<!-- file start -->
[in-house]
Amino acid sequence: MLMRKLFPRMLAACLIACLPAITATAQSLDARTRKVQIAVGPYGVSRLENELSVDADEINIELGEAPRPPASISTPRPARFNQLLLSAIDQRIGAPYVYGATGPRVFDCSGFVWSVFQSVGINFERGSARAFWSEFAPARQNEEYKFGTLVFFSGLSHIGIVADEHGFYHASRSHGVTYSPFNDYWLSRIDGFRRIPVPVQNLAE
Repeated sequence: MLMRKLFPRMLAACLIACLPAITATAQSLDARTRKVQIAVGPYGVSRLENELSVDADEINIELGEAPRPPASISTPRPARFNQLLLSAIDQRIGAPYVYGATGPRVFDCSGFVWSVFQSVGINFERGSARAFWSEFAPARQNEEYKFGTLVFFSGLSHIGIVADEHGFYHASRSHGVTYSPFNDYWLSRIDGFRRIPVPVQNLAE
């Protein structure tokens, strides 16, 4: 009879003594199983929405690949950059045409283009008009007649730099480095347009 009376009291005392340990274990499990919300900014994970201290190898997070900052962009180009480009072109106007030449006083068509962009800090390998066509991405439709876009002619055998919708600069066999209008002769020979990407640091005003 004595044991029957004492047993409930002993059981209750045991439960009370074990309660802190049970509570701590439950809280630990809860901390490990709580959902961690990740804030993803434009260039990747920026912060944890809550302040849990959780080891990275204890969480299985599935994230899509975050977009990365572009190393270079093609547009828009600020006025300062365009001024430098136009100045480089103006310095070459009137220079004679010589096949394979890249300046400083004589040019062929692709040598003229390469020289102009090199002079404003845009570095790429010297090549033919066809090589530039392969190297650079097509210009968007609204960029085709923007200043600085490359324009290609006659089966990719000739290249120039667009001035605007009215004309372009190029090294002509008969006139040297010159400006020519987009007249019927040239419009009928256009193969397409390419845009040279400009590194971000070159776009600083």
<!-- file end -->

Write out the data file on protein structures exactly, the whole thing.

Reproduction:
[in-house]
Amino acid sequence: MLMRKLFPRMLAACLIACLPAITATAQSLDARTRKVQIAVGPYGVSRLENELSVDADEINIELGEAPRPPASISTPRPARFNQLLLSAIDQRIGAPYVYGATGPRVFDCSGFVWSVFQSVGINFERGSARAFWSEFAPARQNEEYKFGTLVFFSGLSHIGIVADEHGFYHASRSHGVTYSPFNDYWLSRIDGFRRIPVPVQNLAE
Repeated sequence: MLMRKLFPRMLAACLIACLPAITATAQSLDARTRKVQIAVGPYGVSRLENELSVDADEINIELGEAPRPPASISTPRPARFNQLLLSAIDQRIGAPYVYGATGPRVFDCSGFVWSVFQSVGINFERGSARAFWSEFAPARQNEEYKFGTLVFFSGLSHIGIVADEHGFYHASRSHGVTYSPFNDYWLSRIDGFRRIPVPVQNLAE
């Protein structure tokens, strides 16, 4: 009879003594199983929405690949950059045409283009008009007649730099480095347009 009376009291005392340990274990499990919300900014994970201290190898997070900052962009180009480009072109106007030449006083068509962009800090390998066509991405439709876009002619055998919708600069066999209008002769020979990407640091005003 004595044991029957004492047993409930002993059981209750045991439960009370074990309660802190049970509570701590439950809280630990809860901390490990709580959902961690990740804030993803434009260039990747920026912060944890809550302040849990959780080891990275204890969480299985599935994230899509975050977009990365572009190393270079093609547009828009600020006025300062365009001024430098136009100045480089103006310095070459009137220079004679010589096949394979890249300046400083004589040019062929692709040598003229390469020289102009090199002079404003845009570095790429010297090549033919066809090589530039392969190297650079097509210009968007609204960029085709923007200043600085490359324009290609006659089966990719000739290249120039667009001035605007009215004309372009190029090294002509008969006139040297010159400006020519987009007249019927040239419009009928256009193969397409390419845009040279400009590194971000070159776009600083």